NPR Faces Internal Turmoil Over Bias Claims

In a startling development at National Public Radio (NPR), CEO Katherine Maher’s recent comments have sparked controversy regarding the role of truth in journalism. Speaking from her experience as the former head of Wikipedia, Maher suggested at a 2021 TED Talk that truth can be a “distraction” in achieving objectives, particularly in contentious areas such as politics and religion.

Maher explained that Wikipedia’s crowd-sourced model, which allows users to modify content, serves well even in divisive discussions. This model led to instances such as author J.K. Rowling being labeled “transphobic” on the platform.

“The best of what we can know right now doesn’t necessarily include focusing on the truth but rather on finding common ground and getting things done,” Maher stated.

This philosophy has carried over into her tenure at NPR, where she has positioned the pursuit of truth as potentially obstructive. “Seeking the truth and seeking to convince others of the truth might not be the right place to start,” Maher noted, emphasizing multiple “truths” shaped by personal experiences and beliefs.

“This is because the truth of the matter is very often for many people, what happens when we merge facts about the world with our beliefs about the world. So we all have different truths. They’re based on things like where we come from, how we were raised, and how other people perceive,” Maher added.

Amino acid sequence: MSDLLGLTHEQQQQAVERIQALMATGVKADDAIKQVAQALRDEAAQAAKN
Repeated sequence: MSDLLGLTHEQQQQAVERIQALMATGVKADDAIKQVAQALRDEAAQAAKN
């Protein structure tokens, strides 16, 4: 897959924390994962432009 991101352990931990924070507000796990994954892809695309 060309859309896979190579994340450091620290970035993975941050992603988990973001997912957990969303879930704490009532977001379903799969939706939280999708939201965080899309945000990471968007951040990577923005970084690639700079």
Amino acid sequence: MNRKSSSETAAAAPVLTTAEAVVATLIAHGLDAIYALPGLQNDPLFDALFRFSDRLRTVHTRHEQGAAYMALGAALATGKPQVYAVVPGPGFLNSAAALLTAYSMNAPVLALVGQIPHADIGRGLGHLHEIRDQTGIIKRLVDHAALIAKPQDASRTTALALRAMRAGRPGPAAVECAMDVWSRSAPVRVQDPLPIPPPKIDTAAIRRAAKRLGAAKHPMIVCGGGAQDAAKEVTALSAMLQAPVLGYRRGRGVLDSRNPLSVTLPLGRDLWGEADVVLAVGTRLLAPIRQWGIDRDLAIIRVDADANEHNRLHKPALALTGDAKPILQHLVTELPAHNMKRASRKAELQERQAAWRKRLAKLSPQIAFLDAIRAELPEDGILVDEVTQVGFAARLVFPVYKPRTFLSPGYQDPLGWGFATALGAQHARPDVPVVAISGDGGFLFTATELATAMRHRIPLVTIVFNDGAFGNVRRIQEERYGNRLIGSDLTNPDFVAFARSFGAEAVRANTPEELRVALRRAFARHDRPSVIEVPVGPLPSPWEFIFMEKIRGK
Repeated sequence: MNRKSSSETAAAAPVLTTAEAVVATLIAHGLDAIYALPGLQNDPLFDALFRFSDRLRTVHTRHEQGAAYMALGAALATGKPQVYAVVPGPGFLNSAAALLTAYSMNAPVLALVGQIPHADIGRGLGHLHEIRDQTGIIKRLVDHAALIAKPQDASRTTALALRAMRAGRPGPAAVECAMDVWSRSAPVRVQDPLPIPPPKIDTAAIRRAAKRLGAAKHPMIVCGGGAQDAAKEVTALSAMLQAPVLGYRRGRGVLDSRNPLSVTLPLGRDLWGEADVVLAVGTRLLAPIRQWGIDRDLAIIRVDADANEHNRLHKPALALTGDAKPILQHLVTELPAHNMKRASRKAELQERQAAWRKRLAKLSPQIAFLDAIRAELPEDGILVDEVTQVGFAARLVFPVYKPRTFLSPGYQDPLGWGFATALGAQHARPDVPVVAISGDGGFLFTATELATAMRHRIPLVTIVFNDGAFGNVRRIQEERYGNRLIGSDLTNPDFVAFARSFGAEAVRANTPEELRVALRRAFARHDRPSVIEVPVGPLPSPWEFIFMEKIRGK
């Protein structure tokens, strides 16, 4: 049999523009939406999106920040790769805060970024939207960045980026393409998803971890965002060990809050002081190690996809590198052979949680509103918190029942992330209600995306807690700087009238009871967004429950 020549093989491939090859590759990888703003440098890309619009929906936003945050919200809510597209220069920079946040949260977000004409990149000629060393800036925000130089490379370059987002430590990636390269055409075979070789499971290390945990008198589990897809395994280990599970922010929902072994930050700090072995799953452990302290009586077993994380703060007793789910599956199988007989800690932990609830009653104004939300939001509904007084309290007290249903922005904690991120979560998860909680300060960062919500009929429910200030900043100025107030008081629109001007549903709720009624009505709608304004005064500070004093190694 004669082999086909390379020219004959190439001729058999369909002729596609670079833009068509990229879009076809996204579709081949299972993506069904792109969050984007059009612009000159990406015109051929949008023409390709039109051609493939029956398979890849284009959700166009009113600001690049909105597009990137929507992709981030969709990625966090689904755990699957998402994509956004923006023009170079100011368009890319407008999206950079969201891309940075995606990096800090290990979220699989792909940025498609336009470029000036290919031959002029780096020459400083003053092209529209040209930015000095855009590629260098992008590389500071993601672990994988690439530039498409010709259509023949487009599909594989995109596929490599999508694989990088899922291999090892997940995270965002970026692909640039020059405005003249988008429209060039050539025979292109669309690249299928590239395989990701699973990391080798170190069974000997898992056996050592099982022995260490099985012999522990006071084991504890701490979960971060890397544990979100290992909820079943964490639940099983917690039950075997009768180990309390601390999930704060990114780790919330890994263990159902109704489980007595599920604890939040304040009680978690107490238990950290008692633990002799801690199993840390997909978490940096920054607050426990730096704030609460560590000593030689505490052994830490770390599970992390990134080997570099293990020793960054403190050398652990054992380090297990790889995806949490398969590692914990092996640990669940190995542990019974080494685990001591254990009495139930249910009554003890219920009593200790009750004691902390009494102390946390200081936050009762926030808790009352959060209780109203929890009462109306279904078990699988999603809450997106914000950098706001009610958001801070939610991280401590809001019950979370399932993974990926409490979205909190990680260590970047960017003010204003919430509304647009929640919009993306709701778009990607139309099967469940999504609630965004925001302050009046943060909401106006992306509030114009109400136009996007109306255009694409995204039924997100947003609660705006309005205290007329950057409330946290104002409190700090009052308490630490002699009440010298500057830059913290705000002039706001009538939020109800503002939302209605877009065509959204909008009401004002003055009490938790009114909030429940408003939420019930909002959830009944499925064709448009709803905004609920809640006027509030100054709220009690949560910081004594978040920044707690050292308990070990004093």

The implications of Maher’s stance have resonated within NPR, culminating in the Wednesday resignation of Uri Berliner, a veteran editor and reporter. Berliner, who served NPR for 25 years, stepped down after his recent suspension and public denouncement of the network’s liberal bias. He announced his resignation in a Wednesday morning post on the X platform, formerly known as Twitter.

“I am resigning from NPR, a great American institution where I have worked for 25 years. I don’t support calls to defend NPR. I respect the integrity of my colleagues and wish for NPR to thrive and do important journalism. But I cannot work in a newsroom where I am disparaged by a new CEO whose divisive views confirm the very problems at NPR I cited in my Free Press essay,” Berliner wrote.

The political culture at NPR points out wider concerns about bias and the role of truth in journalism — especially when the work is funded by taxpayer dollars.